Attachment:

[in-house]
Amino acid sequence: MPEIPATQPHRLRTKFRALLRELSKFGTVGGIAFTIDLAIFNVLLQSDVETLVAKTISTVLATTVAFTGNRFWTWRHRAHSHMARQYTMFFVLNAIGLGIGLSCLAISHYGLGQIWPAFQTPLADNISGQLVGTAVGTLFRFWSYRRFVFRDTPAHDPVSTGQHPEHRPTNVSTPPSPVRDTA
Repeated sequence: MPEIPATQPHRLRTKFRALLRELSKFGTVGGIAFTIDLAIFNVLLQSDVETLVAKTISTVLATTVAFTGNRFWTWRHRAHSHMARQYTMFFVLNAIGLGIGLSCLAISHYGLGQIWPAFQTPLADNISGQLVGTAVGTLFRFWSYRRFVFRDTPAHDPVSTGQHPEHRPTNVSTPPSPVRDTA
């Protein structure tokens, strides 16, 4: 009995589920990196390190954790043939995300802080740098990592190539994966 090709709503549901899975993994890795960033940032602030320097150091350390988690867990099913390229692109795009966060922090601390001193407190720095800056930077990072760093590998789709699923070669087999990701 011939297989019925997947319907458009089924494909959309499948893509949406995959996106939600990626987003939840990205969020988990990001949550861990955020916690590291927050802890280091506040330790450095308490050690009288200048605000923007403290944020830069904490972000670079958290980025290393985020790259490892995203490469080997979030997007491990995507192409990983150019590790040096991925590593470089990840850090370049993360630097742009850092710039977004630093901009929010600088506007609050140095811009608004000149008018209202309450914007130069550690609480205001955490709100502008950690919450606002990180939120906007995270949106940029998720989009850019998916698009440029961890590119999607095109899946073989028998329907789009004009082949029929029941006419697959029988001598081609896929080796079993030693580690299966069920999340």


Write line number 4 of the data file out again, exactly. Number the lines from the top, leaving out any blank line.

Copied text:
């Protein structure tokens, strides 16, 4: 009995589920990196390190954790043939995300802080740098990592190539994966 090709709503549901899975993994890795960033940032602030320097150091350390988690867990099913390229692109795009966060922090601390001193407190720095800056930077990072760093590998789709699923070669087999990701 011939297989019925997947319907458009089924494909959309499948893509949406995959996106939600990626987003939840990205969020988990990001949550861990955020916690590291927050802890280091506040330790450095308490050690009288200048605000923007403290944020830069904490972000670079958290980025290393985020790259490892995203490469080997979030997007491990995507192409990983150019590790040096991925590593470089990840850090370049993360630097742009850092710039977004630093901009929010600088506007609050140095811009608004000149008018209202309450914007130069550690609480205001955490709100502008950690919450606002990180939120906007995270949106940029998720989009850019998916698009440029961890590119999607095109899946073989028998329907789009004009082949029929029941006419697959029988001598081609896929080796079993030693580690299966069920999340």